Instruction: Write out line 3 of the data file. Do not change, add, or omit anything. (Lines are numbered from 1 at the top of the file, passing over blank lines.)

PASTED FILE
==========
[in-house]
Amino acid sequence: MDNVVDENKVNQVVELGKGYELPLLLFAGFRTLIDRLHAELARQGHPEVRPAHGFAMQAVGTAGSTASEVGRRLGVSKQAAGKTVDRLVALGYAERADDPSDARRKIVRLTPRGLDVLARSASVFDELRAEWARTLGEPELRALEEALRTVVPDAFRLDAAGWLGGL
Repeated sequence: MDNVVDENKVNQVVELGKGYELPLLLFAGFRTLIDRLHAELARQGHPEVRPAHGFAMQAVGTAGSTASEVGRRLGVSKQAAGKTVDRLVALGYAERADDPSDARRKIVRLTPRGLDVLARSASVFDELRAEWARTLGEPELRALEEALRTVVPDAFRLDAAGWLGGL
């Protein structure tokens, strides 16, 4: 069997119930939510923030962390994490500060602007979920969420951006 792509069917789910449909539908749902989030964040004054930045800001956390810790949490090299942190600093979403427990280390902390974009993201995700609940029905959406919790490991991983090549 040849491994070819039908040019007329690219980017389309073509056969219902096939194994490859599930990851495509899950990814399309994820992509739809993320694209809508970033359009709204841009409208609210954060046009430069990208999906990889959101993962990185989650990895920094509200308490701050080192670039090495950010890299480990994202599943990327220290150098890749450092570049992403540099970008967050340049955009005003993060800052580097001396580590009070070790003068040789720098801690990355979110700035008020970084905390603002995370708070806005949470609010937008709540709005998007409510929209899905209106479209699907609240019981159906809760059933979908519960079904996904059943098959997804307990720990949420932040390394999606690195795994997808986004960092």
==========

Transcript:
Repeated sequence: MDNVVDENKVNQVVELGKGYELPLLLFAGFRTLIDRLHAELARQGHPEVRPAHGFAMQAVGTAGSTASEVGRRLGVSKQAAGKTVDRLVALGYAERADDPSDARRKIVRLTPRGLDVLARSASVFDELRAEWARTLGEPELRALEEALRTVVPDAFRLDAAGWLGGL